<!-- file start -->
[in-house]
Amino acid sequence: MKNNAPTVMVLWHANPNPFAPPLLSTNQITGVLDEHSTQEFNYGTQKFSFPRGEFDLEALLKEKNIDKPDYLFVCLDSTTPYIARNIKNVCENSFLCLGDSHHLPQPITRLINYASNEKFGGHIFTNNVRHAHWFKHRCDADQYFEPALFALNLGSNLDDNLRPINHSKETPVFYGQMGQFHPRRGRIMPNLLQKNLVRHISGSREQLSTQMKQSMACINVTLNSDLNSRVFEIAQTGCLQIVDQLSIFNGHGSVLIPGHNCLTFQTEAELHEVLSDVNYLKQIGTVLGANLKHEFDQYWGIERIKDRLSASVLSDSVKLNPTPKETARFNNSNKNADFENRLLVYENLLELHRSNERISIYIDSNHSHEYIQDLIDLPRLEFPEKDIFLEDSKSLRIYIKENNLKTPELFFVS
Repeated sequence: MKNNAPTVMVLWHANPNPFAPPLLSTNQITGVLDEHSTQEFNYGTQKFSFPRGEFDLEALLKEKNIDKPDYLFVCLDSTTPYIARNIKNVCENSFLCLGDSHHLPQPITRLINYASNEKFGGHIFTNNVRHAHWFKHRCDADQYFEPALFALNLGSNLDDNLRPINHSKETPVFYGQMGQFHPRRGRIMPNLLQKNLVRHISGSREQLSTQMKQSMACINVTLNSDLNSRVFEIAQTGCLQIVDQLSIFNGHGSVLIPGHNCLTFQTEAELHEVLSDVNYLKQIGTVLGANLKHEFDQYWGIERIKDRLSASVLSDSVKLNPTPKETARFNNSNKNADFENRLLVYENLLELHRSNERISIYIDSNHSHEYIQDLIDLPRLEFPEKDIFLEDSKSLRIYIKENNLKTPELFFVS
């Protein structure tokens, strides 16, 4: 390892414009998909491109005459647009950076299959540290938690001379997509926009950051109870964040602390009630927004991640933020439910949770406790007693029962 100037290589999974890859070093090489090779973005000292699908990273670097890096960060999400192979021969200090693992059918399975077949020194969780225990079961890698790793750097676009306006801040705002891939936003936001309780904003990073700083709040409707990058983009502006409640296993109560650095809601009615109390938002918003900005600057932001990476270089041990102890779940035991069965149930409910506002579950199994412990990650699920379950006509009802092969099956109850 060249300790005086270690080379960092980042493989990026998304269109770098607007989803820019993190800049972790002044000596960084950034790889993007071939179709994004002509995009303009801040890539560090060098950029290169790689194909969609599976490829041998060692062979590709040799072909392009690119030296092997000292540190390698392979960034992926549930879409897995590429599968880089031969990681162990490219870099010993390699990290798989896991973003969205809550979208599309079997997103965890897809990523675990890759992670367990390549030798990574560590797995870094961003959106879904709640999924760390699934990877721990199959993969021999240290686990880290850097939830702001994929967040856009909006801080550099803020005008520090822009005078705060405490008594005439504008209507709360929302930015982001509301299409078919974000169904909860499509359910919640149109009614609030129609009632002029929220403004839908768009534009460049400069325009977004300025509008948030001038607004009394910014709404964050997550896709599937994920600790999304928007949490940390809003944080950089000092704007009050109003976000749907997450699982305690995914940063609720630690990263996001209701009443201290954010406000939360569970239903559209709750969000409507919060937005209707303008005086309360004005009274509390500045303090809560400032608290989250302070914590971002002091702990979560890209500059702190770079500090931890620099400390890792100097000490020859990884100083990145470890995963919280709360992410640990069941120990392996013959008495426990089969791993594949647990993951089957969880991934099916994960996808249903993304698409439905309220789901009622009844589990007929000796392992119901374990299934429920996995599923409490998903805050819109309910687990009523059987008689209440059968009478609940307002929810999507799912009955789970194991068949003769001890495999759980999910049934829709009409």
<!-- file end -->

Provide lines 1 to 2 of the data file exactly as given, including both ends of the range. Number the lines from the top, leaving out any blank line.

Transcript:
[in-house]
Amino acid sequence: MKNNAPTVMVLWHANPNPFAPPLLSTNQITGVLDEHSTQEFNYGTQKFSFPRGEFDLEALLKEKNIDKPDYLFVCLDSTTPYIARNIKNVCENSFLCLGDSHHLPQPITRLINYASNEKFGGHIFTNNVRHAHWFKHRCDADQYFEPALFALNLGSNLDDNLRPINHSKETPVFYGQMGQFHPRRGRIMPNLLQKNLVRHISGSREQLSTQMKQSMACINVTLNSDLNSRVFEIAQTGCLQIVDQLSIFNGHGSVLIPGHNCLTFQTEAELHEVLSDVNYLKQIGTVLGANLKHEFDQYWGIERIKDRLSASVLSDSVKLNPTPKETARFNNSNKNADFENRLLVYENLLELHRSNERISIYIDSNHSHEYIQDLIDLPRLEFPEKDIFLEDSKSLRIYIKENNLKTPELFFVS